It is good to be mindful of your “curve”–a blend of cheap and expensive cards so as to try to optimize for plays at all stages of the game. If your deck is particularly aggressive, it is worth considering putting a premium on cheap cards that allow you to use power later (Ultimate and Contract are two examples.) If your deck is on the more powerful and expensive side, a cheap card with Inscribe, which can be either an early play or a power as needed, might be a more valuable pick for you than for other drafters.

I think the value of straight removal like Cut Ties can be a little overstated, but it is important to be able to interact with opposing cards. That can take a lot of forms–for aggressive decks, something like Finest Hour can qualify as a way to take out a big unit, and for controlling decks looking to buy time for their late game, stuns and silences can be useful. Straight, high-rate removal like Slay or Permafrost is often a top pick, but isn’t a prerequisite to have a competitive draft deck.

Most draft decks play 16-18 power. Decks with lots of cheap cards can err lower, decks with a lot of expensive cards or more arduous faction requirements trend higher. It is also a function of how many good cards you have–the difference between the 17th and 18th power can often come down to “how good is the card I’m cutting for the 18th power?” Cards like Amber Acolyte or with Inscribe can tilt you towards a lower count, as well.

Any tips for playing?

Once players reach the more competitive ranks of constructed, rarity isn’t typically a factor in how someone constructs a deck. In draft, people’s decks are disproportionately made up of commons and uncommons. So in constructed, “do I play around Harsh Rule here?” isn’t informed by the fact that Harsh Rule is a rare, but in draft that matters a ton in terms of the likelihood that your opponent has it in their deck in the first place. So, getting a sense of the important “tricks” (typically fast spells that impact combat or serve as removal), units with Stealth, and other potential surprises at lower rarities and orienting your play around maneuvering against those cards is a useful starting point. That isn’t to say to completely ignore rares and legendaries–if your opponent hasn’t played a unit for the first four turns, don’t be surprised if some rare sweeper shows up to ruin your day on the fifth turn.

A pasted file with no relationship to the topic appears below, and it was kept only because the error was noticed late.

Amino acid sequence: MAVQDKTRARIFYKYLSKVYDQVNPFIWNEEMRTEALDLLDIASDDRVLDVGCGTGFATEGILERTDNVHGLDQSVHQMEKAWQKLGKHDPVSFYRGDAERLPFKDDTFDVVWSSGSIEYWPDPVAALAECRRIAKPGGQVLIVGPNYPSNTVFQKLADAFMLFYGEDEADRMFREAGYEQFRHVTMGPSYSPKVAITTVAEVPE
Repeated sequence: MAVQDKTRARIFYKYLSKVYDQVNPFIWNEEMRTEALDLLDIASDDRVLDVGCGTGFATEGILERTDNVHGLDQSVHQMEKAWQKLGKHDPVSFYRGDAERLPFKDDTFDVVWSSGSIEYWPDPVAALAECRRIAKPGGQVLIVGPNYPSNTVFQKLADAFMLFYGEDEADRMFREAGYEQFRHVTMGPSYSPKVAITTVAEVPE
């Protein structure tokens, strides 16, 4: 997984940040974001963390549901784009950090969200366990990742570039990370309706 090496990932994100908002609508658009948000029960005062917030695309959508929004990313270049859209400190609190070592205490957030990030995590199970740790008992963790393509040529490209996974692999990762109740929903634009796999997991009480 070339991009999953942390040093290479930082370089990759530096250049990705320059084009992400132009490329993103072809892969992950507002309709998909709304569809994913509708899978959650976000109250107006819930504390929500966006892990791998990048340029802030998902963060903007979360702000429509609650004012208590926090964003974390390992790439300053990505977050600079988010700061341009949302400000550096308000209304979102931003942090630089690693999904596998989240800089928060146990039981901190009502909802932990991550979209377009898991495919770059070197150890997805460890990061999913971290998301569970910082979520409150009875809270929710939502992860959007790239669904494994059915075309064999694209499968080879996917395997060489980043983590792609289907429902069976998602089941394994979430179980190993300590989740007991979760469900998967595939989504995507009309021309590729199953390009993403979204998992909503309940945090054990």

Just like constructed, it is good to know what cards in your deck can get you out of losing spots. If you are falling behind in a game but your deck contains a Lava Burst, making an ostensibly “bad” attack that gets your opponent to 6 health might let you steal a win if you draw Lava Burst the following turn. Similarly, if you can only win if you draw your Harsh Rule the next turn, it might be better to not play a unit that could be useful after you play Harsh Rule, rather than playing it. Context matters, but when things are looking bleak try to remember the cards that can get you out of a jam and play towards them, even if they aren’t in your hand at the time.

What do I do from here?

Start drafting! Get some practice in, of course! Additionally, we also have some special draft content coming up you may want to check out if you’re looking to improve your game, or just become more familiar with this format!

Draft Focused Dev Stream:

Tomorrow, November 12th, at 12:00pm MST (19:00 UTC) Eternal Designer Patrick Sullivan will be streaming some Draft play and sharing tips for the updated format! Join us on the Dire Wolf Twitch page for this special stream!

Cold Hunt $5K Draft Open:

Starting on Friday, November 19th, you can enter the Cold Hunt $5K Draft Open for a chance to win a seat at the World Championship! And if you don’t make the top 64, you can watch all the action of the finals on the Dire Wolf Twitch page on Sunday, November 21st with commentary from Eternal Designers Andrew Baeckstrom and Patrick Sullivan. The Stream starts at 11:00 AM MST (18:00 UTC), we’ll see you there!